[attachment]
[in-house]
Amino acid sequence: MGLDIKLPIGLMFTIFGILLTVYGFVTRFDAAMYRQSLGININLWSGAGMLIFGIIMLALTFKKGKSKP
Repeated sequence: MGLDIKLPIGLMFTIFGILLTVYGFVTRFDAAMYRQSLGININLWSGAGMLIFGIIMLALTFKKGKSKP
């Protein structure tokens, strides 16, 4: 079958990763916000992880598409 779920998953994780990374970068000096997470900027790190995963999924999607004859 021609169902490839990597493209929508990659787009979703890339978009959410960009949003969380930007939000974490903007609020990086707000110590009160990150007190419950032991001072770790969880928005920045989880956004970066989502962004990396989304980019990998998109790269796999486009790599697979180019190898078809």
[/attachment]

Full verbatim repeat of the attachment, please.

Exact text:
[in-house]
Amino acid sequence: MGLDIKLPIGLMFTIFGILLTVYGFVTRFDAAMYRQSLGININLWSGAGMLIFGIIMLALTFKKGKSKP
Repeated sequence: MGLDIKLPIGLMFTIFGILLTVYGFVTRFDAAMYRQSLGININLWSGAGMLIFGIIMLALTFKKGKSKP
């Protein structure tokens, strides 16, 4: 079958990763916000992880598409 779920998953994780990374970068000096997470900027790190995963999924999607004859 021609169902490839990597493209929508990659787009979703890339978009959410960009949003969380930007939000974490903007609020990086707000110590009160990150007190419950032991001072770790969880928005920045989880956004970066989502962004990396989304980019990998998109790269796999486009790599697979180019190898078809």